- Giving & receiving feedback: A dedicated channel for receiving and giving feedback helps to keep employees engaged.
4. Creating an appropriate working environment
Management has very little control over the environment in which remote employees work in a hybrid working model. However, studies show that the environment in which people work has a direct impact on productivity. If your employees don’t have suitable spaces at home from which they can work, their engagement and productivity may take some hits.
A study found that 72% of remote worker don’t have a dedicated office space. It also found that almost half of remote workers don’t even have a proper working desk. Companies such as Google however have realised the importance of having a proper work space and give their employees stipends to pay for essential office furniture.
Every company who adopts the hybrid work model should create a budget for this. By putting together a fun to help staff have everything they need from home will in turn help productivity.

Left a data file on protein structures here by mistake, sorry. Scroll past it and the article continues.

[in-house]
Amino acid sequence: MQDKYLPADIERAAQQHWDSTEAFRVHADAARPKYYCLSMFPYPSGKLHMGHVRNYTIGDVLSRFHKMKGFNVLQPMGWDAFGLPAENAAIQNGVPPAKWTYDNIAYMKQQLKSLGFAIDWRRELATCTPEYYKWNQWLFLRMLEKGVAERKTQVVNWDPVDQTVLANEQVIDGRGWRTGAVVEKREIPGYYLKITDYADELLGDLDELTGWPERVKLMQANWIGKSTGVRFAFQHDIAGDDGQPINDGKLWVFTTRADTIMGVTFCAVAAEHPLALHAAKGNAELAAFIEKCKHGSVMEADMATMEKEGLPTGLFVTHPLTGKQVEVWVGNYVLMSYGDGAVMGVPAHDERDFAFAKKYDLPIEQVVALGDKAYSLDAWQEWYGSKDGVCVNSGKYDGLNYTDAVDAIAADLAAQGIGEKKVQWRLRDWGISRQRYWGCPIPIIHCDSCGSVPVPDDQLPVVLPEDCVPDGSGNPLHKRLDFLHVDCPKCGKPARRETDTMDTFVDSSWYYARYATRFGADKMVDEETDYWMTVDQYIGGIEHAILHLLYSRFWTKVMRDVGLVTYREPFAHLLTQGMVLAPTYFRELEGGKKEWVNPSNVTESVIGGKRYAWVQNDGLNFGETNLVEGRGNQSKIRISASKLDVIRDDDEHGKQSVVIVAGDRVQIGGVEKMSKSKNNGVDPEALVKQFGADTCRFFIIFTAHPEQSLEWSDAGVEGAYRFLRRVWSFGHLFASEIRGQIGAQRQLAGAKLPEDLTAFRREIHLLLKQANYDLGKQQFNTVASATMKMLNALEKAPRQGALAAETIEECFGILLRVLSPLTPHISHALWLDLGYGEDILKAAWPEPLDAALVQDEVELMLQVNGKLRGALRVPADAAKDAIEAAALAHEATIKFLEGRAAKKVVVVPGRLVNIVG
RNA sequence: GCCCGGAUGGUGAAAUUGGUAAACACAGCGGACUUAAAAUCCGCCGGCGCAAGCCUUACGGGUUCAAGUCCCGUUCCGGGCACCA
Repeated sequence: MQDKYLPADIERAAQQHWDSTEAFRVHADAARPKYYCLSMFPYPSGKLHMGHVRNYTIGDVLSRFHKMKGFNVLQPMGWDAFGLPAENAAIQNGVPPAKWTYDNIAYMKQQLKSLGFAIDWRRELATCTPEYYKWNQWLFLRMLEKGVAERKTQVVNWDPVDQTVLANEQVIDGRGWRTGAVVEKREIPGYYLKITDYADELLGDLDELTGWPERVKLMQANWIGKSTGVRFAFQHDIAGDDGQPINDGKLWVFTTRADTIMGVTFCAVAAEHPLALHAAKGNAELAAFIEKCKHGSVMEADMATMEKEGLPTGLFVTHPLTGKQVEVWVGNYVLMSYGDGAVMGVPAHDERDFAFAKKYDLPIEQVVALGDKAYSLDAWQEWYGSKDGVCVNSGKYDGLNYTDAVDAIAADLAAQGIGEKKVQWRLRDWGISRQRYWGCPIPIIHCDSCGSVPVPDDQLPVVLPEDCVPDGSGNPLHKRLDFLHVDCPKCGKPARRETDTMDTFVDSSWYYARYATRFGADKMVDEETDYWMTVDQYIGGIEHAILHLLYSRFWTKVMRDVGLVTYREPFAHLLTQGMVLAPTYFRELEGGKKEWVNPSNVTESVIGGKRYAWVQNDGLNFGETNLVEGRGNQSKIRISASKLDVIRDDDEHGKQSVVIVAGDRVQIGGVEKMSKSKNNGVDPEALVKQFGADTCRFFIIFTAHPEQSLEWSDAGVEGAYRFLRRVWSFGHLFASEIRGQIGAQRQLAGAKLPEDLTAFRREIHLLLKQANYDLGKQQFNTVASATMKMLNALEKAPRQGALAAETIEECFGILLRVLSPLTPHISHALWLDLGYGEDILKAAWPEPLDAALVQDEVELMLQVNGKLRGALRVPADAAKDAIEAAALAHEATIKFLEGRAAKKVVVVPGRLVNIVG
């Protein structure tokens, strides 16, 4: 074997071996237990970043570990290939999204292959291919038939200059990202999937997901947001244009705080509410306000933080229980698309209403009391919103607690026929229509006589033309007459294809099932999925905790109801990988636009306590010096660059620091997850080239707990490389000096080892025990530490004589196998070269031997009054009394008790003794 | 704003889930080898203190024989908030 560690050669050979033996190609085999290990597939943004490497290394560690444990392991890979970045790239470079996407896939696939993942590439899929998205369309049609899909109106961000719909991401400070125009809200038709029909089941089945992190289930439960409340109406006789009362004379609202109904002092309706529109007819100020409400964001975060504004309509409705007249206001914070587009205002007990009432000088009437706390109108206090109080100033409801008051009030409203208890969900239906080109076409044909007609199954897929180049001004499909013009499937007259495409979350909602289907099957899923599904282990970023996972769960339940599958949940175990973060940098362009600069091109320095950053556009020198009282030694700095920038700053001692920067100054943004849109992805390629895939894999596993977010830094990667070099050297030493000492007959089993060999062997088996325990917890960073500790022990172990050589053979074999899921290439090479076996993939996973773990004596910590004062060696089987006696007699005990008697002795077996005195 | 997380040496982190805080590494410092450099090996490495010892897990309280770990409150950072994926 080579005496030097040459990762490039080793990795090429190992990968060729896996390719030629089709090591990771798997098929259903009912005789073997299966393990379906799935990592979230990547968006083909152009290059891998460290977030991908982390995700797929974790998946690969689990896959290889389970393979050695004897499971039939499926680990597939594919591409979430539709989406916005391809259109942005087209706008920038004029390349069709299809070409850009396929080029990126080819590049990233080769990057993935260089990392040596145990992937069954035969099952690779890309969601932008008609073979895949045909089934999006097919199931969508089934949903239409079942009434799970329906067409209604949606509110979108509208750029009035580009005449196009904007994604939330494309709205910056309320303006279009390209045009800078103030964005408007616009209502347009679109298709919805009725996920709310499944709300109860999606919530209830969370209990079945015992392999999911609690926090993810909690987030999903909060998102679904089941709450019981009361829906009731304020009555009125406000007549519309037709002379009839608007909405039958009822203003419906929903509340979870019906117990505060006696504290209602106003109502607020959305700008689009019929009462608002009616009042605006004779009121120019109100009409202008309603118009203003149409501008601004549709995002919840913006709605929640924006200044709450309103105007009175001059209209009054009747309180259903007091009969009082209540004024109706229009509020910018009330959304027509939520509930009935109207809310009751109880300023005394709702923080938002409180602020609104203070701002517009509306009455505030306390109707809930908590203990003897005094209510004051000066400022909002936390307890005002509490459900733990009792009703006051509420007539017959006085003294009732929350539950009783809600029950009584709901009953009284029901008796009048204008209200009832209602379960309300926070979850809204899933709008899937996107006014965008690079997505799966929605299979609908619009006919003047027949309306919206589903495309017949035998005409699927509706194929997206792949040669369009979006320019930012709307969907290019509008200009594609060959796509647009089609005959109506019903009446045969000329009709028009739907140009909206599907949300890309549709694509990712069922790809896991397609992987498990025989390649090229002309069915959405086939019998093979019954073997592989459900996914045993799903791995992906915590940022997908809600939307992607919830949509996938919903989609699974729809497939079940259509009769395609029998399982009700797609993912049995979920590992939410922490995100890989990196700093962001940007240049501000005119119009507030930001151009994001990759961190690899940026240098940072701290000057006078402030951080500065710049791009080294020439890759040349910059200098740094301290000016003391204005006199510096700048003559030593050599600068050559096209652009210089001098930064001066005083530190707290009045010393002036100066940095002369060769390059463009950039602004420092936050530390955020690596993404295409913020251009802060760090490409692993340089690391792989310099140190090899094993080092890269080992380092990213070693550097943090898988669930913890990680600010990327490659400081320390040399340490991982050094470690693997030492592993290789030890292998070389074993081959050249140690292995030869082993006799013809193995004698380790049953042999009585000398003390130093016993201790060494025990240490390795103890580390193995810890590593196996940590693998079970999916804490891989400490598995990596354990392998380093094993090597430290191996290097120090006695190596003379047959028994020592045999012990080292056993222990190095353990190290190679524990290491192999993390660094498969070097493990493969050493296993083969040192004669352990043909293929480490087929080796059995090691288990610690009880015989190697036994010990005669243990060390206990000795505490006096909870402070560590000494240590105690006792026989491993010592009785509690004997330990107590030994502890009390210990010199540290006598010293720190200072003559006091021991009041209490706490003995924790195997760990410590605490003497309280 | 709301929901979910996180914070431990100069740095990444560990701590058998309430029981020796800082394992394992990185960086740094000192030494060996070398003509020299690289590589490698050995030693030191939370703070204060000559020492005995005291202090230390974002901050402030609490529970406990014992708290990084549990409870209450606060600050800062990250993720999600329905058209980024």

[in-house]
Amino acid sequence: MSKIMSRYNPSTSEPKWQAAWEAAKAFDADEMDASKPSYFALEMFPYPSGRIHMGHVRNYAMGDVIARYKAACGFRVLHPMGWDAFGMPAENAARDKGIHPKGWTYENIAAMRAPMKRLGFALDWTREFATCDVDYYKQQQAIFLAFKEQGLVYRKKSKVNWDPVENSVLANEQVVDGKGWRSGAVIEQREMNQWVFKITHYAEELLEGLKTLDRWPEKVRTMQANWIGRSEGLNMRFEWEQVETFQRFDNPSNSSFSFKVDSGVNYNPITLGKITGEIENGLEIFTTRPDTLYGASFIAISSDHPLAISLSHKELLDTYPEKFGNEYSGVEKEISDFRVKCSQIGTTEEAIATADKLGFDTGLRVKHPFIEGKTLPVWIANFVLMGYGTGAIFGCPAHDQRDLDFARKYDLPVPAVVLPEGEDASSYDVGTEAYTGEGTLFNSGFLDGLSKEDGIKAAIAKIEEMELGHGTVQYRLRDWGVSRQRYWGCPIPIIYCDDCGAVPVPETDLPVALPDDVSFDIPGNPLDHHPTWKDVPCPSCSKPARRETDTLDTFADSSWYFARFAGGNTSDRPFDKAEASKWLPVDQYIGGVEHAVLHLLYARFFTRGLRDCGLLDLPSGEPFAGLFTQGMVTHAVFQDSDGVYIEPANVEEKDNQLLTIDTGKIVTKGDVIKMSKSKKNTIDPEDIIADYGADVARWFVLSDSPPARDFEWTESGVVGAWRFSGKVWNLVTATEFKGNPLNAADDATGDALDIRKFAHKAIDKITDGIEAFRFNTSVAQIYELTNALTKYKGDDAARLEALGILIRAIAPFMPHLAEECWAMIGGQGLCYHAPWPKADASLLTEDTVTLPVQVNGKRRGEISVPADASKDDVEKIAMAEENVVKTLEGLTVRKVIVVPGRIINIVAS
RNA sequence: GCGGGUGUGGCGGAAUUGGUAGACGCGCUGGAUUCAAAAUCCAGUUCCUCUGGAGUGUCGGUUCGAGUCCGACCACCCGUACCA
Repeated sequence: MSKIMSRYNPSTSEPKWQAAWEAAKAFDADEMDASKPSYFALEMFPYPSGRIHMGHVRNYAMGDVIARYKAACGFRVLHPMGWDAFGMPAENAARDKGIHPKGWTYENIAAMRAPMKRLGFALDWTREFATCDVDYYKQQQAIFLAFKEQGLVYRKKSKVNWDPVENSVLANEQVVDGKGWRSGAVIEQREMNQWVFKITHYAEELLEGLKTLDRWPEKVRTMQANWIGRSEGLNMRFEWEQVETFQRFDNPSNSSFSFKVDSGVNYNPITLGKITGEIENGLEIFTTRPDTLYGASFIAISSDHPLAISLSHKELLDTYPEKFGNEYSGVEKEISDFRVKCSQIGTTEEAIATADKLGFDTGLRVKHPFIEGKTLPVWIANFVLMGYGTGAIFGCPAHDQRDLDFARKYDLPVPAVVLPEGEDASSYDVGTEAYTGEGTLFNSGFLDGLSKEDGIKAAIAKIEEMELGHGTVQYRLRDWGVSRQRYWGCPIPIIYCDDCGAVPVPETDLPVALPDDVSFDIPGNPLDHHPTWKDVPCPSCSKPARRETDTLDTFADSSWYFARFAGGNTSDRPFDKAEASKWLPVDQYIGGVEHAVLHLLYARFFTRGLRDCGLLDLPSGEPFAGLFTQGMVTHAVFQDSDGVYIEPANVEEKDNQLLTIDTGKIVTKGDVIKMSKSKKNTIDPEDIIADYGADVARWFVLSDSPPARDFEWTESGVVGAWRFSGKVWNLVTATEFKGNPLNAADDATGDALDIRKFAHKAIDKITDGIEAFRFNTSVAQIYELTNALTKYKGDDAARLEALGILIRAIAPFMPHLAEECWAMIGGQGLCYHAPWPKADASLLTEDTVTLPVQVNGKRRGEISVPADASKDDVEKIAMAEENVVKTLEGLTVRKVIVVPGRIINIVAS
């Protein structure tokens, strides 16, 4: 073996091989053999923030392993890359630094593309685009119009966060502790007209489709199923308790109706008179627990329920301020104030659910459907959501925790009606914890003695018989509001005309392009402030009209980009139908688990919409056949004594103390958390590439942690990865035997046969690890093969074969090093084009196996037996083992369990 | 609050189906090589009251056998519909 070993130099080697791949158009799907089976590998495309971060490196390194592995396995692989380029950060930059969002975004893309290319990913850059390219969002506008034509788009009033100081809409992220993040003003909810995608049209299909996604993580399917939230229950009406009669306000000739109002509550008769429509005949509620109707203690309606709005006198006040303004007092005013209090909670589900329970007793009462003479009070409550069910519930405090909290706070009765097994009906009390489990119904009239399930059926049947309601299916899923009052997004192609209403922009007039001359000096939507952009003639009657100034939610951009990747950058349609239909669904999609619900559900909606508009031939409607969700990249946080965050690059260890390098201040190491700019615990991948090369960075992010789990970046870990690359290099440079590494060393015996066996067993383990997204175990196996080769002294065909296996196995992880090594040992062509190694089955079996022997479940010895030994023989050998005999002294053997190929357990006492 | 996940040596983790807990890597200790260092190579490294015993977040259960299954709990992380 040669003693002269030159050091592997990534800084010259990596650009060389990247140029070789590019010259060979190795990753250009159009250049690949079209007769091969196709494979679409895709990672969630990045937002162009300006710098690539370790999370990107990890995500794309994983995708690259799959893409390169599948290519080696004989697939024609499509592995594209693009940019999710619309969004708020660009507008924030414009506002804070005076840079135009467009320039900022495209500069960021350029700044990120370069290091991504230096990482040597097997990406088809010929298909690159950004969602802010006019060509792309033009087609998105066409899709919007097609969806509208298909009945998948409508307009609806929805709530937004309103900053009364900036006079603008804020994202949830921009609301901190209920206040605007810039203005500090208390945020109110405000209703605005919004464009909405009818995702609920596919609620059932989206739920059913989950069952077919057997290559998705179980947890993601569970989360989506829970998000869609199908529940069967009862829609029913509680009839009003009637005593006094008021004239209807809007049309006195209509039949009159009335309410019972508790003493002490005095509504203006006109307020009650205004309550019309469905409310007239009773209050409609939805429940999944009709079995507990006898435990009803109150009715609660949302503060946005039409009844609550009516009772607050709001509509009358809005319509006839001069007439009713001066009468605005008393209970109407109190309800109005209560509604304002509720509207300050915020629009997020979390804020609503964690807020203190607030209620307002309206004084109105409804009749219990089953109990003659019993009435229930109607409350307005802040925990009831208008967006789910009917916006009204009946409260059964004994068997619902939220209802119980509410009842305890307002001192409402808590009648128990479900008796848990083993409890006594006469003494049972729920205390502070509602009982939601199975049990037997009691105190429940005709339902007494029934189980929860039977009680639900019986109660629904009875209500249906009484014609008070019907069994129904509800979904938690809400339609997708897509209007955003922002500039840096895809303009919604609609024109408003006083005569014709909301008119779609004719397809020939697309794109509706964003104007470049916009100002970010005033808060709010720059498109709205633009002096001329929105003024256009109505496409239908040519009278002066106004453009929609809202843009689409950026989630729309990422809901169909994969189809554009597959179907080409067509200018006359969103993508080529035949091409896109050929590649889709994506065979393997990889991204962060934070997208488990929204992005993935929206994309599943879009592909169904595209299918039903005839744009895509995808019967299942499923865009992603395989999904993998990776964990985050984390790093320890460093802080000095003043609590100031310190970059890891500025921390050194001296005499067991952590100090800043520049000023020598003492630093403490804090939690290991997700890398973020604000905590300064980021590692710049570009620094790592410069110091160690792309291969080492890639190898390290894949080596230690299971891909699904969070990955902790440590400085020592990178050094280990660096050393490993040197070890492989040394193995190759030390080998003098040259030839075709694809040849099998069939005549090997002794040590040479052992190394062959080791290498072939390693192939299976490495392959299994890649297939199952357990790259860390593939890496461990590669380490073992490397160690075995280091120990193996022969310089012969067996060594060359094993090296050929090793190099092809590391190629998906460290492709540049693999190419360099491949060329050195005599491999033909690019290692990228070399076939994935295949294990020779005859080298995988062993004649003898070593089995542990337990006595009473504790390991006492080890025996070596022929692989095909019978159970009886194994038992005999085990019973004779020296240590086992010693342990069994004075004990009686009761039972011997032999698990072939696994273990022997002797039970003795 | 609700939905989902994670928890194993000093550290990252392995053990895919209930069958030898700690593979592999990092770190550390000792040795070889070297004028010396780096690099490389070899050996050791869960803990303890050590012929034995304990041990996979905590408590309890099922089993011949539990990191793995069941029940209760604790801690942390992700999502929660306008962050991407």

5. Realize there isn’t a one-size fits all
Like with anything in life, people are different and it’s the same when it comes to where they work and how productive they are. Some people may thrive in certain working conditions, while others may struggle to keep up with assigned tasks in the same environment.
Individuals are all different; some thrive working alone, while others thrive in a group setting. This is why leadership needs to recognise these factors and encourage their employees to adopt systems that suit them best.Adopting a one-size fits all working model will likely backfire otherwise.
6. Productivity tools and support
If you don’t offer the right tech tools to connect the dots, you’ll find nearly impossible to maintain a productive hybrid workforce as a business.
If your employees have access to the right tools they’ll be able to keep connected with everyone from colleagues, to management, and even customers. And as we said previously, communication is vital in this work module. Productivity rests on all your employees having access to the same information regardless of where they are working from.